Due to the persistent high temperatures and low water levels in the Rhine, BASF SE has to adjust production and logistics at its Ludwigshafen site.The amount of water withdrawn from the Rhine e.g. for cooling purposes is limited by the authorities; in addition, the re-entry temperature of the cooling water is limited to a certain temperature. To meet these requirements, BASF must gradually adjust production at its Ludwigshafen site.Moreover, if the water level continues to fall, goods can only be transported over the Rhine to a limited extent. At present - despite the low water level in the Rhine - inland waterway transport can still be maintained through the use of a larger number of vessels. In view of the weather and water level forecasts, BASF is preparing to shift to alternative modes of transport in consultation with its customers.In individual cases, delivery bottlenecks may occur if the current weather situation persists. BASF is in close contact with its customers in this respect.

In their third quarter earnings report, BASF experienced a 23 percent decline in EBIT before special items.  The call noted:

... production in Ludwigshafen, Germany, was affected by the low water levels on the Rhine River. EBIT before special items decreased considerably, mainly due to higher fixed costs... The low water levels on the Rhine River and the significant increase in raw materials prices also contributed to the decline in earnings.

Although not entirely due to the reduced production in Ludwigshafen, the drought has contributed significantly to the decline in BASF’s stock price.

Chart 1: BASF Stock Price[10]

bantam inc jack duval multi-family office manhattan ultra-high net worth - basf chart

Second Order and Long-Term Effects

The German government released strategic fuel reserves because oil shipments have been so disrupted. This is only the fourth time in 40 years the German government has taken such measures.[11] If the drought and heat conditions become the new normal in Europe, it will significantly reduce output and profits. As discussed in my environmental risk blog post series, investors must build portfolios that are environmentally resilient. Something most investors, and their advisors, are not doing.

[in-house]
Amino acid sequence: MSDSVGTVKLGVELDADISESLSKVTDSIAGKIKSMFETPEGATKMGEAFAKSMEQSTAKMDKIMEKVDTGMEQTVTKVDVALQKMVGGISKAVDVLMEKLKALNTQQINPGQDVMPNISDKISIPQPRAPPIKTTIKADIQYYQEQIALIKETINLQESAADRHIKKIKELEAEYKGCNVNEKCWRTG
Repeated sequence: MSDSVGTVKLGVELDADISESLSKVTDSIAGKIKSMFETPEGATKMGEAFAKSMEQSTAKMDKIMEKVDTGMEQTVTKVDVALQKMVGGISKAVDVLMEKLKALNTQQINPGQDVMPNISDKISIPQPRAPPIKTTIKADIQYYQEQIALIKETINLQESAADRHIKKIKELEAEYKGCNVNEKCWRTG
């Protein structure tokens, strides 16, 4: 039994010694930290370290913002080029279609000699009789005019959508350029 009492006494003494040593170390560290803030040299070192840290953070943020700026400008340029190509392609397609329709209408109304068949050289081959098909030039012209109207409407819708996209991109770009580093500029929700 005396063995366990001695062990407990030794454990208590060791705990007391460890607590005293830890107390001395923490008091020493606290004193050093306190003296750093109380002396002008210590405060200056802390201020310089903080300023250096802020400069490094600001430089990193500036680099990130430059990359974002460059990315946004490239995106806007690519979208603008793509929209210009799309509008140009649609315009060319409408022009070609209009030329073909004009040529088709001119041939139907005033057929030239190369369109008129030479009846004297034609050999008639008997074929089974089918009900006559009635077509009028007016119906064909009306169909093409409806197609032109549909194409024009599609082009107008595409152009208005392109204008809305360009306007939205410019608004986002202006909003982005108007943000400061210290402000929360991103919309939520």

[1] Wikipedia; s.v. “hunger stone”;  Available at:; Accessed December 19, 2018.

[2] Peter Dockrill; Science Alert; Sinister ‘Hunger Stones” With Dire Warnings Have Been Surfacing in Europe; August 27, 2018; Available at:; Accessed December 20, 2018.

[3] Id.

[4] Bible; Exodus 3:17; Available at:; Accessed December 19, 2018.

[5]; Germany’s iconic Rhine River is at a record low, bringing businesses and boats to a standstill; October 24, 2018; Available at:; Accessed December 19, 2018.

[6] Michael Agnell; Freight Waves; Low water levels on Rhine add to ‘tipping point’ facing Europe’s truck markets; November 9, 2018; Available at:; Accessed December 19, 2018.

[7] David Sheppard and Guy Chazan; Financial Times; Rhine drought leaves Europe’s industry high and dry; October 24, 2018; Available at:; Accessed December 19, 2018.

[8] David Sheppard and Guy Chazan; OZY; Where Did the Rhine Go? Drought-Hit Cargo River Sparks Economic Fears; November 2, 2018; Available at:; Accessed December 19, 2018.

[9] Florian Tholey; BASF; Heat and drought: A challenge for production and logistics at the Ludwigshafen site; August 6, 2018; Available at:; Accessed December 19, 2018.

[10] Bloomberg.

[11] PHYS ORG; Drought-hit Rhine forces Germany to tap oil reserves; October 26, 2018; Available at:; Accessed December 19, 2018.